About every thirty minutes the nurse would come in because the baby's heart rate had dropped. She would open the door and grab her gloves to check me. After what felt like the hundredth time, I just wanted to be left alone. It turned out my water—which the nurses thought had broken around 8 p.m.—hadn't broken all the way, so a doctor came in to break it (it still makes me a little queasy to think about it). 

Around 5 or 5:30 a.m. a different nurse came in, and then another one, and then two more. At first I just thought they were just coming to observe, but by the time the fourth one was there I realized that something a bit more serious was happening. The baby's heart rate wouldn't stay steady and I still wasn't dilating enough.

A little before 6 a.m., they told me it was time to get ready for the baby to come. I was only dilated 9 cm, but they thought if I started pushing I could get to 10. Because his heart rate wouldn't stabilize, they were eager to see if they could get him out as soon as possible. As they got the leg holder things (not sure what they are called), I realized I was shaking and couldn't stop. I've heard this is a common thing near delivery, but it was the first time it happened to me and it made me nervous. 

I started pushing and just like they thought, I dilated to 10 cm. I kept pushing so hard I could feel my face turning red and I thought my eyes would pop out of my head. It's always hard not knowing what's going on down there, but they told me I was doing great, and after a few more pushes his head came out. I hadn't realized it was there, but they said "Keep going!" and then I gave a little push and I could feel the rest of his body slip out. I hadn't felt a baby come out in quite the way that he did, and it was weird to actually be able to feel his arms and shoulders.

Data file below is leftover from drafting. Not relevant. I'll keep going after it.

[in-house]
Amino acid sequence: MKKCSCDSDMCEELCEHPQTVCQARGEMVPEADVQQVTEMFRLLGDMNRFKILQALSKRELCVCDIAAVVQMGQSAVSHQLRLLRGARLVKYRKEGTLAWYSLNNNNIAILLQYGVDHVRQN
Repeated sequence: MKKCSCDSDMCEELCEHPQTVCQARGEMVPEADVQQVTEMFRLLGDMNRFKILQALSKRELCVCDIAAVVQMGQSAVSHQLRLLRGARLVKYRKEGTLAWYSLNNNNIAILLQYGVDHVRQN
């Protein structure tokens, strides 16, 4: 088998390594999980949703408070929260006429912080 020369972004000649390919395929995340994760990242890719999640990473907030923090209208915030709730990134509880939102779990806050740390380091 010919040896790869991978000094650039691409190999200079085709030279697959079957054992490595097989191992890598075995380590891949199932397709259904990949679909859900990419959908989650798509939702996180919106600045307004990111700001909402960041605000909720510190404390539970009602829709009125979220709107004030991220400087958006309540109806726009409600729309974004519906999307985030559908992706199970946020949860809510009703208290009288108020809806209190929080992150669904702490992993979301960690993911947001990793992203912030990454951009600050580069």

And there he was! My beautiful, breathtaking baby! The moment of seeing my baby for the first time—the baby I felt grow and turn and move inside me for months—is almost indescribable. The doctor held him up and I thought, "It's you! It's you!" I don't even know what this means, but I when I saw him I thought, "Oh, there you are!" He cried a little bit, which startled me, and then I took him in my arms to snuggle. 

We then had a wonderful golden hour, where Gus (although we didn't know his name at that point) just laid on my chest, looking around calmly, nursing, and snuggling. It was perfect and I was overcome with gratitude over the beauty of a healthy baby and smooth delivery.

He was amazing and perfect and has only gotten better with age. Our little Gus has completed our family and we cannot imagine life without him.